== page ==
Solo Female Travelers Shouldn’t Have to Choose Between Being Adventurous and Being Afraid

Article source: By TYLER WETHERALL at


After I returned from Cuba, friends asked me how it was. Amazing, I said, and I meant it. I told them about the tumbledown houses and rattle of old cars. About dancing on the streets of Baracoa or hitching a ride on the back of an ox cart through the jungle. I also told them I found it hard to travel there as a single woman. And then I told them a story about what happened to me in a cab in Havana.

I have always defined myself as an adventurous female traveler. I first went backpacking at 17 years old around Central America, and I’ve since traveled to nearly 50 countries, often alone. Men have harassed me on the street and followed me home. A hotel owner in Guatemala once let himself into my room at night. I know I am lucky that nothing worse has happened. But the experience in Havana shook me, because I didn’t know how to bridge the gap between being an adventurous—read, fearless—female traveler and being afraid.

I had been in Cuba for over a month. I knew how to navigate the streets of the capital without a map and shout back good-humoredly in Spanish at the men who heckled me. After clubbing with some Cuban friends, I hailed a taxi around 2 a.m. I sat in the front because I get motion sickness and I like to practice Spanish. The taxi driver and I were chatting about life in Cuba, when he told me I was beautiful, and I felt the familiar clench of fear in my gut. I looked out the window. He asked if I wanted to see something, and I already knew he was holding his penis. My first response was to laugh, and then I told him to stop the car. But he didn’t. He started grabbing between my legs with one hand, while masturbating with the other, all—remarkably—without crashing.


When I told my friends this story, I told it like any other travel anecdote, emphasizing the humor in the uncomfortable situations we find ourselves in while on the road. I wanted people to laugh with me, because that would normalize it. I didn’t describe it as sexual assault. If I called it assault, I would have to confront its impact on me.

Instead, I described how the car had no door handles on the inside—common among the tin can cabs of Cuba—so I had to manually open the window, painstakingly slowly, to reach through and open the door from the outside, staving off the taxi driver’s gropes at the same time. I didn’t feel in real danger until the taxi stopped, and suddenly we were on an empty street. He stood on one side of the car, and I, on the other, ready to run. Then he asked me for the $3 fare. I was dumbfounded, but I handed over $5 and waited for my change, because there’s no way I was giving this guy a tip. See how it’s almost funny?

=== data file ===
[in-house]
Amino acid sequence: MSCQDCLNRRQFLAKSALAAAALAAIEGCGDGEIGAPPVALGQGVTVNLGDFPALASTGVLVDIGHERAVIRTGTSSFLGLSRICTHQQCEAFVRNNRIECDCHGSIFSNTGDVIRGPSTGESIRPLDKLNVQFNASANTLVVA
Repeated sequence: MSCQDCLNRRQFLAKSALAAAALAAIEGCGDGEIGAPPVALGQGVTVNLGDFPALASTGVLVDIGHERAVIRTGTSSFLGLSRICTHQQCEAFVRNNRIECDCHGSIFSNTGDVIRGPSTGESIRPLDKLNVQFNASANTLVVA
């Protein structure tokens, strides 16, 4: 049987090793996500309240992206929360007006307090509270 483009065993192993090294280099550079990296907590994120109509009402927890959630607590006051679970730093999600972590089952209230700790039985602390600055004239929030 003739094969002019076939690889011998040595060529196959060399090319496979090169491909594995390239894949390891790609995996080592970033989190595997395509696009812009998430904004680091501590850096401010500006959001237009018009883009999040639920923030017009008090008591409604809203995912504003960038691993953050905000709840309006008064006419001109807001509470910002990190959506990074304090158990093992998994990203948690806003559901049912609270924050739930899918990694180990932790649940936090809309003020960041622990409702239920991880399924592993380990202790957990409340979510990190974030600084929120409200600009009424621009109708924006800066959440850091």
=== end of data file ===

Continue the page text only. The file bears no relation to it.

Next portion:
There has been a well-documented rise in female solo travel over the past few years, and I celebrate it. But there is another older story that when women choose to travel alone, they’re placing themselves in danger. Gender violence happens everywhere, but the conversation changes once the experience takes places abroad. When I told people what happened in Cuba, they responded first with alarm, and then with criticism. I should not have been out at night alone. I should not have sat in the front seat.

A recent New York Times article, “Adventurous. Alone. Attacked.,” itemized violence against women traveling abroad over the past four years, including the horrifying killing of Carla Stefaniak by the security guard of her AirBnb in Costa Rica. It is an important piece of journalism, but reading it made me feel uncomfortable, because it perpetuated a narrative that solo travel is too dangerous for women, a narrative I’ve resisted throughout my career. But neither can I deny the reality of traveling alone as a woman. So where is the middle ground?


We tell stories in order to make sense of the world. I talked about what happened in Cuba because I was trying to make sense of it within my idea of what it means to be a traveler. I grew up on stories of adventure. As a kid, I read Bruce Chatwin, Bill Bryson, and Jack Kerouac. I remember the thrill of discovering Mary Wollstencraft’s 18th-century travel memoir, Letters Written in Sweden, Norway, and Denmark. I reveled in her bravery to set off virtually alone (with just her maid and her infant daughter) at a time when it was near unthinkable for a woman to travel without the protection of a man.

I continue to seek out stories of female adventurers, but travel, like much of the rest of the world, has always been defined through a male lens that values boldness. I want to be brave, too. I often hear a voice in my head that says if a man can do it, dammit, so will I. I have hitchhiked at night with defiance, slept outside in a hammock in bandit-infested jungle, and knocked on the doors of private homes looking for a room to sleep when I found myself in a remote coastal village with no hostel. In order to claim the title of adventurer as my own, I have felt obliged to follow in men’s “fearless” footsteps. Perhaps that is why I struggle to make sense of experiences such as what happened to me in Cuba; it is not represented in those stories of adventure.

Media offers us two versions of solo female travel: the inspirational story as it exists on the pages of Eat, Pray, Love; or the story of women like Carla Stefaniak. As long as society’s view of female solo travel is informed by these two narratives, stories like mine, and so many others, don’t have a place in the travel world. And if that’s the case, we need to rewrite the script to recognize that these experiences might happen, but they should not hinder our right to roam the world alone. We need to create our own travel narratives, one in which we might not always be fearless, but we can certainly still be brave.

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Author: Judi Shaw, MD.

Founder & CEO

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